Being Very Good at Two Things

A photo of Jeff Conner.

In the past, being great at one single thing in music was enough to have a career. For many economic and practical reasons, those days are long gone except for a few, select, extraordinary musicians.

The concept of being great at one thing and being very good at two others is a new way of thinking when studying music, something not found in any set of music degree requirements. Being able to do many things well opens up other opportunities.

Natural Connections

For some, choosing things to be very good at will be easy because they are already doing it. For example, instrumental music education majors who want to be high school band directors may be part of their school’s marching band. Being in a university marching band can provide opportunities for students to arrange music, write or teach drill, and serve in leadership roles like drum major or section leader.

Deciding to be very good at two things and spending time developing those skills involves extra effort. Time management, initiative, commitment, and most importantly vision are required, but the rewards can be numerous and perhaps unexpected.

Other Opportunities

For a possible career in music, here are a few skills you might want to consider becoming very good at doing:

  • Learn a music notation program such as Finale or Sibelius
  • Perform on a second or third instrument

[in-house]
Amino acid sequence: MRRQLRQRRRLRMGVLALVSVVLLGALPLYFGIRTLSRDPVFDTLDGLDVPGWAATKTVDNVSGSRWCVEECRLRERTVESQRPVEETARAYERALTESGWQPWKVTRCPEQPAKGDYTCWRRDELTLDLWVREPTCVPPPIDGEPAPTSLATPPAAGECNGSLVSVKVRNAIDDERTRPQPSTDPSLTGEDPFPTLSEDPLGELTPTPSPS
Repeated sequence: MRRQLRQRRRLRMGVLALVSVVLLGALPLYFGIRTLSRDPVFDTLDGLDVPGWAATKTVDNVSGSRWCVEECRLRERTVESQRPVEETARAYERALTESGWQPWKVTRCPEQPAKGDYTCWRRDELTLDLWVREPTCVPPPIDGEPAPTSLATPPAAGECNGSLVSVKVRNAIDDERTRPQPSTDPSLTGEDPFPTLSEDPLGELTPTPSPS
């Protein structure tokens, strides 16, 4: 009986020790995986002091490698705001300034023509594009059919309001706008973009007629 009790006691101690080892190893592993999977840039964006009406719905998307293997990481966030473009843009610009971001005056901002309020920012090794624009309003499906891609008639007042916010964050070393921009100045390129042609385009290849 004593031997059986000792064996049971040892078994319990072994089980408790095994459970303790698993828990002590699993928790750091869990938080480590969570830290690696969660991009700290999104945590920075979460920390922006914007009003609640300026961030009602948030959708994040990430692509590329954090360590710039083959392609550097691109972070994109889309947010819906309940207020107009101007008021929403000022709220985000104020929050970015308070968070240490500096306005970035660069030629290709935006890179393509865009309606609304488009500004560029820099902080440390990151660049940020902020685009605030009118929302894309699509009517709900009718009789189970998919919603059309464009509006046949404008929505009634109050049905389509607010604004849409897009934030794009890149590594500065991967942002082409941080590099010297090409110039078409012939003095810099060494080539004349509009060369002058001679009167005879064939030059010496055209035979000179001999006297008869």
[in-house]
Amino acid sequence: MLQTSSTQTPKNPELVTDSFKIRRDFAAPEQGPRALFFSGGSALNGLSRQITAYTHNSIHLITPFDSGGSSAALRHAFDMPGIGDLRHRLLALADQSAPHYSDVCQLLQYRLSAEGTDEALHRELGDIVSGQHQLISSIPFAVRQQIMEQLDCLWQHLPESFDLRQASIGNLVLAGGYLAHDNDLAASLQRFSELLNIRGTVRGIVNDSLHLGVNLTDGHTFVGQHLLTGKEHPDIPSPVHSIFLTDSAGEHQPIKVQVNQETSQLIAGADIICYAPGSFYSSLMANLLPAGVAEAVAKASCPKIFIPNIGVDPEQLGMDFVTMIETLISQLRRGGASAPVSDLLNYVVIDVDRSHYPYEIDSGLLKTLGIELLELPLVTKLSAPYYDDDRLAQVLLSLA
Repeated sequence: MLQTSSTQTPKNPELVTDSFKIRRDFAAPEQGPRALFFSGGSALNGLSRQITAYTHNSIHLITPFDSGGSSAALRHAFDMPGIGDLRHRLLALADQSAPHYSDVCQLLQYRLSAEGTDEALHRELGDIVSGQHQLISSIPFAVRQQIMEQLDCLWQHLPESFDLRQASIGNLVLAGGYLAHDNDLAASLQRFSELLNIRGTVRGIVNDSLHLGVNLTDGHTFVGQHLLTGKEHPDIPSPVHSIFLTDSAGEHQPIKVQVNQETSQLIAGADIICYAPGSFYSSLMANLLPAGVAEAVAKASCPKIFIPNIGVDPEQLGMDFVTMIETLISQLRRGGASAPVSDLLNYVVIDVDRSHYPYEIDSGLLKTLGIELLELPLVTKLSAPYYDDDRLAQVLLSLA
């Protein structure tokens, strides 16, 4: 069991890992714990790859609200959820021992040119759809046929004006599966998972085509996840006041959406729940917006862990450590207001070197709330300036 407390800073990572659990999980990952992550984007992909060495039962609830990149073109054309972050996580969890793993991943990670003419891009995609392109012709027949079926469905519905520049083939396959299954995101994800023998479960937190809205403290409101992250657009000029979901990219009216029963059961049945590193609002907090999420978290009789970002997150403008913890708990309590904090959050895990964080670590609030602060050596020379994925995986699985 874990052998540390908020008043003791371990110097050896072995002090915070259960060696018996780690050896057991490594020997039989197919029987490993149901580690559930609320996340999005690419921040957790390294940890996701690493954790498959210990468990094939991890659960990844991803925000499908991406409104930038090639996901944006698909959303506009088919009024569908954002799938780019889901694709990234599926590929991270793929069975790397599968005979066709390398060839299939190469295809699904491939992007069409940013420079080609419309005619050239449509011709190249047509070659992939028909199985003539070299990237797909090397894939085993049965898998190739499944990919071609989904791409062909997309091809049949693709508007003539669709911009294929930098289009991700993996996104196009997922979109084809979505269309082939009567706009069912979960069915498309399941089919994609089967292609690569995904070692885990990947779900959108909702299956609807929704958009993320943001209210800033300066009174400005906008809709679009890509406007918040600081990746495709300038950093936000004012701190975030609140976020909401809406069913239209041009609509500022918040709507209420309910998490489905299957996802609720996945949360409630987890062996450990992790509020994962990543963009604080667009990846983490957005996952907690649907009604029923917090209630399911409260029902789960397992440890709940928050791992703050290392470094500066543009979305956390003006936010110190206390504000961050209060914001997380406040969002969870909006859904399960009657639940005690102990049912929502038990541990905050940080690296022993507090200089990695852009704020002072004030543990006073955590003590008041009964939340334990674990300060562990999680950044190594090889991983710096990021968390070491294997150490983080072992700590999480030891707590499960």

• Be fluent in a foreign language
  • Arrange music
  • Participate in business aspects of the music profession
  • Research legal issues, such as copyright law
  • Tinker with music technology
  • Teach private lessons
  • Develop conducting skills
  • Understand basic instrument repair

While impossible to list everything that could be an option, use this list simply as a starting point. If you see something that is interesting, consider turning your initial interest into something more. If you pursue several passions, it will never feel like work; it will instead feel like opportunities.

About author

Jeff Conner

Jeff Conner is the only original member of Boston Brass. He has more than 30 years of experience building and branding the Boston Brass name in the world of chamber music. As a Yamaha Performing Group, Boston Brass has performed in 49 states and 30 countries, is a featured participant in conferences and conventions, and leads master classes and artist residencies around the world.